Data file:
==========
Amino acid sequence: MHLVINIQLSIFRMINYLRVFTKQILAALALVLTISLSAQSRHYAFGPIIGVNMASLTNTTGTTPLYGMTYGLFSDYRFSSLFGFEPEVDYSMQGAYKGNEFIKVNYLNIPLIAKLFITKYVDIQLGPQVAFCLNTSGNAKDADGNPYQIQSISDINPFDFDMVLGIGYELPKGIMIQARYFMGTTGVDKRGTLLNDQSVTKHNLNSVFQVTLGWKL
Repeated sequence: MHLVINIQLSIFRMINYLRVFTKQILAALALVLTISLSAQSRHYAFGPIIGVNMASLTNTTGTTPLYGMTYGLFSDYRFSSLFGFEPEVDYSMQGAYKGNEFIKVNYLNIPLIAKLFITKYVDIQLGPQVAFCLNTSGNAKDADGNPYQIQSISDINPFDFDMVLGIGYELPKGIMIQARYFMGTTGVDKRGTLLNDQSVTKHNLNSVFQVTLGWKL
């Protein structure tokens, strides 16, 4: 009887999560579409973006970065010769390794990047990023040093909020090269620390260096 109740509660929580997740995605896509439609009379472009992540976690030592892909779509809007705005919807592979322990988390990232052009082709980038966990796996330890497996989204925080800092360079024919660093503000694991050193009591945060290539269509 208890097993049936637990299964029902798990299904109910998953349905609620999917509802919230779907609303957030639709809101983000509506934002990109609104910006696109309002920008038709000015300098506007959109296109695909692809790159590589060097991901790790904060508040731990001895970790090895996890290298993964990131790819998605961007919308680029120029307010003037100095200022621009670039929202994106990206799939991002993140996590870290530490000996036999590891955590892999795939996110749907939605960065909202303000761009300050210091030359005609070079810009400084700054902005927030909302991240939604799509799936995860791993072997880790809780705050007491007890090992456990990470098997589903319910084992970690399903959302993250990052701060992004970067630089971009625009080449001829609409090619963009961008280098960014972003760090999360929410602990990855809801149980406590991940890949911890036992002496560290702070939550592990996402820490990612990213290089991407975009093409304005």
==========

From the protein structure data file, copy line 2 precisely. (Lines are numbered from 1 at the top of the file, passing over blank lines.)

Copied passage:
Repeated sequence: MHLVINIQLSIFRMINYLRVFTKQILAALALVLTISLSAQSRHYAFGPIIGVNMASLTNTTGTTPLYGMTYGLFSDYRFSSLFGFEPEVDYSMQGAYKGNEFIKVNYLNIPLIAKLFITKYVDIQLGPQVAFCLNTSGNAKDADGNPYQIQSISDINPFDFDMVLGIGYELPKGIMIQARYFMGTTGVDKRGTLLNDQSVTKHNLNSVFQVTLGWKL